Brussels has launched a bid to tighten EU defences against the threat of terror attacks on the food supply chain.
In a green paper on "bio-preparedness", to prompt a debate on the issue, the European Commission said it wanted to enhance the EU's defences in case terrorists resorted to "non-coventional means such as biological weapons or materials [which could] destroy agriculture and infect animal populations and affect food and feed at any stage in the food supply chain."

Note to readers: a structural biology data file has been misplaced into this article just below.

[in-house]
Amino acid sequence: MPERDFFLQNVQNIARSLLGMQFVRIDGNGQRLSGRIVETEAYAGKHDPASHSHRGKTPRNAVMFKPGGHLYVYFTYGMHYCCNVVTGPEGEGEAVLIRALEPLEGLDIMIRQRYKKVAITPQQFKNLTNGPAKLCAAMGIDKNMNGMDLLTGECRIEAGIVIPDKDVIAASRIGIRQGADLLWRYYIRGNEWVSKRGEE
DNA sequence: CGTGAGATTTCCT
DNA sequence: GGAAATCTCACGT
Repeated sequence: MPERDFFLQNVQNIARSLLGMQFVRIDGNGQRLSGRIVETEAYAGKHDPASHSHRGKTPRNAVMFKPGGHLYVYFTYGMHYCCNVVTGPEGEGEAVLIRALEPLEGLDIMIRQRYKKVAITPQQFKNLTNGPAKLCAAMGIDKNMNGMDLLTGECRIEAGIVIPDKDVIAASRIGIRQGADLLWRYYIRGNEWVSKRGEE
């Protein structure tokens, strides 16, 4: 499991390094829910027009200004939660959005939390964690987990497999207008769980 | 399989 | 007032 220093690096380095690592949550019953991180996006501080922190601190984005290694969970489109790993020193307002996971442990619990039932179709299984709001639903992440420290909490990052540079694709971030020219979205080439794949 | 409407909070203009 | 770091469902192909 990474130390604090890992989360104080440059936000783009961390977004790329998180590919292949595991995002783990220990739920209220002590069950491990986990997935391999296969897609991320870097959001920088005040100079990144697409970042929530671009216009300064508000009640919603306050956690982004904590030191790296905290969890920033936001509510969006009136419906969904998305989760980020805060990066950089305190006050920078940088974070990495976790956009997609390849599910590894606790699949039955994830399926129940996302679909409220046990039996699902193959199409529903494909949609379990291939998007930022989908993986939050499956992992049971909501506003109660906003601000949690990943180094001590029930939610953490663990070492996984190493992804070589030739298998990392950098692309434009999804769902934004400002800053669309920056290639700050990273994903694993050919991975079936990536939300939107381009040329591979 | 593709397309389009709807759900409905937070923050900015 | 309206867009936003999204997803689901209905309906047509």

The Commission said the biggest threat to the food supply chain was the introduction of a pathogen or contaminant, which could threaten public health and severely affect trade with countries outside the EU.
The procedures in place to deal with an attack were similar to those put in place if a natural animal disease outbreak occured, it said.
However, it added: "Our tools could be developed to face bio-terror attacks during which pathogens could be introduced in a number of different locations across the EU and to cope with outbreaks of diseases."
The Commission has invited member states to comment on whether more funding for research is needed in this area and whether existing surveillance and detection measures could be improved.